12th Annual Newburyport Documentary Film Festival in 2017

The 12th annual Newburyport Film Festival will take place from Friday, September 15th, to Sunday, September 17th, at the Firehouse theater and the Screening Room theater.

Short films will range from seven minutes to 93 minutes, and will cover topical and true stories that are shaping the world we live in for 2017.

Film Festivals are important for the showcasing of new talent.  An up-and-coming filmmaker can get her/his name out there and increase their acceptance into larger film festivals.  The filmmaker can get acknowledgement purely for completing a work and getting it screened.  There is also the potential for further awards and recognition.  Documentary Films have an added element of encouraging good public policy and educating viewers on political and economic problems.  Some stories will inspire and others will be a sobering call to action.

This year, we asked Newburyport Film Festival President, Joanne Morris, a few questions about the event.

(HIN) Why the festival was started 12 years ago and by whom?—  (JM) It was started by Michelle Fino to bring documentaries to the community.
(HIN) How films are selected, and by whom?—  (JM) There is a screening committee that reviews them and a decision is made in a series of meetings during June and July. The filmmakers submit the films to a website, www.withoutabox.com, which is a clearinghouse for filmmakers and film festivals. They provide us with an on-line link so we can view them. In the old days they had to send 2 DVDs which is a lot of DVDs!!!!
(HIN) How does Newburyport’s film festival differ from other documentary film festivals?—   (JM) We are proud of the caliber of film we show every year. We also have a wide range of accepted filmmakers, from student to experienced.  If the film is good it will get in! We are in a very film-loving, arts-centric community on the waterfront so it is a special destination. All visiting filmmakers receive two nights lodging at a local B&B. More that 75% who are invited come every year.
(HIN) Do you have any relationships with larger film festivals like Sundance?— (JM) No we don’t.
(HIN) Do you give out awards and do those help a film get recognition?— (JM) Yes we have five awards, Best Feature, Best Short, Best New England Film, Best First Time FIlmmaker and an Audience Award.
(HIN) Have any past films done better than expected or perhaps have an interesting after story?— (JM) One of the films we screened called Cave Digger went on to be one of the nominees for an Oscar. We were the only festival to show the film in New England. We also screened I Am Big Bird, and had Carrol Spinney (Big Bird, Oscar the Grouch) with us. He brought Oscar who participated in the Q&A!.  Well, early in his career Carrol had worked in the Boston area on TV shows and worked with a woman named Judy Valentine. She lives nearby and was able to come to the festival and reunited with him after 35 years! It was a wonderful moment.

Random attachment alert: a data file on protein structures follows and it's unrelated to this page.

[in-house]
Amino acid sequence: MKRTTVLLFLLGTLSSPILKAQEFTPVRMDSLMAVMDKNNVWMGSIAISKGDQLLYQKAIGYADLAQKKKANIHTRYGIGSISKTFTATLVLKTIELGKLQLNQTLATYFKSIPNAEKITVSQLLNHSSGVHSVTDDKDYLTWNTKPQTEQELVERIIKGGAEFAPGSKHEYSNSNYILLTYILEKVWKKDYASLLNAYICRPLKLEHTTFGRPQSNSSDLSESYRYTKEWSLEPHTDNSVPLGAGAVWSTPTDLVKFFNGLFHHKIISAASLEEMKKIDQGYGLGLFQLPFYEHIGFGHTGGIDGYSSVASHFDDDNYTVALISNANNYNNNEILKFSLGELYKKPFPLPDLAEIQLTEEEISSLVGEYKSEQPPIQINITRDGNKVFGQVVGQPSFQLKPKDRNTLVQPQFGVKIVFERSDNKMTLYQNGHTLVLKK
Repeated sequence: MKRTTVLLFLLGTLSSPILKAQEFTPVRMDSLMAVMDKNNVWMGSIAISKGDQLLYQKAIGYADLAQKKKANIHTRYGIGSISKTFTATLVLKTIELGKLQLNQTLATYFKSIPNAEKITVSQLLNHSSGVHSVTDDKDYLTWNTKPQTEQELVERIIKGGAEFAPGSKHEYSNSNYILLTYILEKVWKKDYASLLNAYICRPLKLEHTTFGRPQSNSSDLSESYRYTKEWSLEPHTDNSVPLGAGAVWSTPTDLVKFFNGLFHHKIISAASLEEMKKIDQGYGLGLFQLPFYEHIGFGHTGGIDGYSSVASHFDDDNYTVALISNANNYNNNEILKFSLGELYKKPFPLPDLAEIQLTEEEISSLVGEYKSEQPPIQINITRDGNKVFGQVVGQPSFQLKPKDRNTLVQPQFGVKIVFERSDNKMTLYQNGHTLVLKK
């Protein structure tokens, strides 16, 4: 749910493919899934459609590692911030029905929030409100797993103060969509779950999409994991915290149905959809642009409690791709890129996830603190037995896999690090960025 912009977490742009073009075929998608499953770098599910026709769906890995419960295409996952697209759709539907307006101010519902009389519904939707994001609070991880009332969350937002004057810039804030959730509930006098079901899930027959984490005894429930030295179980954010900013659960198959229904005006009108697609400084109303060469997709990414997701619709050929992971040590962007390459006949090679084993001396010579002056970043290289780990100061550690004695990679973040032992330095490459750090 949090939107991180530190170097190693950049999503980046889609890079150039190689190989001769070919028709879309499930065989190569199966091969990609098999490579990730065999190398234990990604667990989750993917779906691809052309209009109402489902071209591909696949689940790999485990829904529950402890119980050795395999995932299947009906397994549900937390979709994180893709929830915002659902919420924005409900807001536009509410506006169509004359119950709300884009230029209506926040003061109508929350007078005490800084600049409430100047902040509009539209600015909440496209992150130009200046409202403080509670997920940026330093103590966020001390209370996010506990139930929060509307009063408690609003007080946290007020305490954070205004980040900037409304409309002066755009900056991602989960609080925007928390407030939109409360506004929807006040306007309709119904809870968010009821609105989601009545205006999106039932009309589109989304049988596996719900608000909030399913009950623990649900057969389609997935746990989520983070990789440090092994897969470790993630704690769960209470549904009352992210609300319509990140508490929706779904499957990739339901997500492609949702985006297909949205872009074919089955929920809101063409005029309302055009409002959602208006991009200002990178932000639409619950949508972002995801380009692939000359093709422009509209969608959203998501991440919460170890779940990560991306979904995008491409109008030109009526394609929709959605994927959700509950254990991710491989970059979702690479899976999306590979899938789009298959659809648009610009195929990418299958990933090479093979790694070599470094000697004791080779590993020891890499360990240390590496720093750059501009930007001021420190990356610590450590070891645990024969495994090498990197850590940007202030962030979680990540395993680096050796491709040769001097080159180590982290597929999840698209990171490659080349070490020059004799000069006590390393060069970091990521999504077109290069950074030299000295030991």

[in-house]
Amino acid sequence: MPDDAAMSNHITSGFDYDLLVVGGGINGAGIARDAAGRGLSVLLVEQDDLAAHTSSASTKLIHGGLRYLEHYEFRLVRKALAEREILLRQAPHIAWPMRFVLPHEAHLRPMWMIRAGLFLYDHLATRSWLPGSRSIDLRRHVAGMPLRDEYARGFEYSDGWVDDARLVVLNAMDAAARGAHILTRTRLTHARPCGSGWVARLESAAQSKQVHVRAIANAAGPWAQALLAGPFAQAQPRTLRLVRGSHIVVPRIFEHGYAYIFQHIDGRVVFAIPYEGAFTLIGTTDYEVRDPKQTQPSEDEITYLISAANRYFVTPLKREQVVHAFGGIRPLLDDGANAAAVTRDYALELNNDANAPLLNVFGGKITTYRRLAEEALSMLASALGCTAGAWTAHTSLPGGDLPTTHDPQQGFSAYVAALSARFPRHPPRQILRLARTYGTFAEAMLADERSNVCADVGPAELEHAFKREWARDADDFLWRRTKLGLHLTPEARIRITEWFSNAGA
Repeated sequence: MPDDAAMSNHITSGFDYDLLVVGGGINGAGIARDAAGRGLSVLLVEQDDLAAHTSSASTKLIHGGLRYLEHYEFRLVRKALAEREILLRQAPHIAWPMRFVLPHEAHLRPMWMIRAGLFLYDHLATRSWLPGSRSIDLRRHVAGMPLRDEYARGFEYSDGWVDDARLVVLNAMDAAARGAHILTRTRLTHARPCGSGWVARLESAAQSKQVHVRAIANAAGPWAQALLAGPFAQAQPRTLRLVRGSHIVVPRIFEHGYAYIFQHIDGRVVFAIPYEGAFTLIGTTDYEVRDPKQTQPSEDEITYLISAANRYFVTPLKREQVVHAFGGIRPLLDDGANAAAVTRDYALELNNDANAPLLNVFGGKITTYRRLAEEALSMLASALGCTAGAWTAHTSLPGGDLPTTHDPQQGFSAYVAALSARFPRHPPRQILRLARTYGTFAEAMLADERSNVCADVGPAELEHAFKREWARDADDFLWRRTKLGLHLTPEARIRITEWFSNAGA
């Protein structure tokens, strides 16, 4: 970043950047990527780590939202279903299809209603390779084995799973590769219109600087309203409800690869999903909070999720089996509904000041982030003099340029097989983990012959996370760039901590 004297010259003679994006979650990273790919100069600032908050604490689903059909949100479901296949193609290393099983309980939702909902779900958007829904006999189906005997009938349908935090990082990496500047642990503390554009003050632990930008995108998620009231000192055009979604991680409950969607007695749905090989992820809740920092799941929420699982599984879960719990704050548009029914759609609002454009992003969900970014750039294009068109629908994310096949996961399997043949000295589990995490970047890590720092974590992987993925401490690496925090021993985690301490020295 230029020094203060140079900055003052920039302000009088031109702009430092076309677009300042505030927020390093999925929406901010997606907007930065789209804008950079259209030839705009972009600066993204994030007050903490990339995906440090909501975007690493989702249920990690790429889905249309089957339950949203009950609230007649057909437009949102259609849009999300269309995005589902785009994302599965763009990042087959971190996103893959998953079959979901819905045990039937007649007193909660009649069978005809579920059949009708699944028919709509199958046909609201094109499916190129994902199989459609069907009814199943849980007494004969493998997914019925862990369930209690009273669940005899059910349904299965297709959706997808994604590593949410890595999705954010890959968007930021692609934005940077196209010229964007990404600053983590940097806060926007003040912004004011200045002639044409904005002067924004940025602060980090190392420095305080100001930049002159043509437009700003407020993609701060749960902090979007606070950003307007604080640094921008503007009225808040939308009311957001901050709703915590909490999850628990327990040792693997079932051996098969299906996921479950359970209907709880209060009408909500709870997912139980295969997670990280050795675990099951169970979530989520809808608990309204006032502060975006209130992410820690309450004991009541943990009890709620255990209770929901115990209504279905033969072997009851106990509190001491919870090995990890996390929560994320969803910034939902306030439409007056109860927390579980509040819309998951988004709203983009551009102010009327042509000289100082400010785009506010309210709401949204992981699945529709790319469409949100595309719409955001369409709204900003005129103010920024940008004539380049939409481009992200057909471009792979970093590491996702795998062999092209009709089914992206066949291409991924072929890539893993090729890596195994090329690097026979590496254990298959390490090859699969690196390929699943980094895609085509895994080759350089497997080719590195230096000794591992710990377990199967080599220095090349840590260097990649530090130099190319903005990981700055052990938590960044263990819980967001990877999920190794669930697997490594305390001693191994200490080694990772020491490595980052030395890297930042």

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Take a look at this year’s selections and see if any films peak your curiosity.


A few highlights for this year include:

True Conviction
Jamie Meltzer; 84 min
Filmmaker Q&A
Friday, September 15 at 7:30 PM
Firehouse Center for the Arts

There’s a new detective agency in Dallas, Texas, started by a group of exonerated men, with decades in prison served between them. They are looking to free innocent people still behind bars. True Conviction is a character-driven documentary that follows these change-makers as they rebuild their lives and families, learn to investigate cases, work to support each other, and campaign to fix the criminal justice system.


The Man in the Cowboy Hat
Janice Rogovin; 62 min
Filmmaker Q&A
Saturday, September 16 at 11:30 AM
Firehouse Center for the Arts

Carlos Arredondo, aka The Man in the Cowboy Hat, is best known for saving a life during the Boston Marathon bombing, but the story begins with the death of his own son, Alex, in the Iraq War. In 2004, three Marines came to Carlos’s house to inform him that his oldest son, Alex, had died in Iraq. Carlos’s extreme grief over Alex’s death launched him on a journey to honor his son and fight for the America he believed in. Publicly Carlos had a new purpose. Behind the scenes the story was more complex.


Losing Our Religion
Leslea Mair & Leif Kaldor; 86 min
Filmmaker Q&A
Saturday, September 16 at 2:30 PM
Screening Room

A film about preachers who are not believers and what atheists do when they miss church. This is the strange dilemma of a hidden segment of our population, a group with a secret they dare not tell lest they lose everything. They are clergy who no longer believe in God. They are trapped in a social shift that is rapidly changing our world. Losing Our Religion takes a candid look inside an upheaval in our society. The extreme personal cost to those trapped in the clergy reflects the larger move in our western world as they grapple with how to re-shape their lives, rebuild community, and answer the big question – what’s next?


Unteachable
Anthony Sherin; 11 min
Filmmaker Q&A
Shorts Block #1, Saturday, September 16 at 11:30 AM
Screening Room

Imagine you can’t read this.  Imagine you are afraid to tell anyone.  Imagine thinking it is all your fault.  Imagine the only way to tell if a book is right side up is by looking at the pictures.  Imagine the only way you can avoid humiliation and get through school is by being a troublemaker.  Imagine being expelled over and over and passed along to different schools only to be someone else’s problem. You reach fifth grade, but you have yet to read a two-syllable word.  You can’t spell your name.  You are unteachable. Now imagine a teacher who changes everything.


 

See the Film Festival website for more information here-

 

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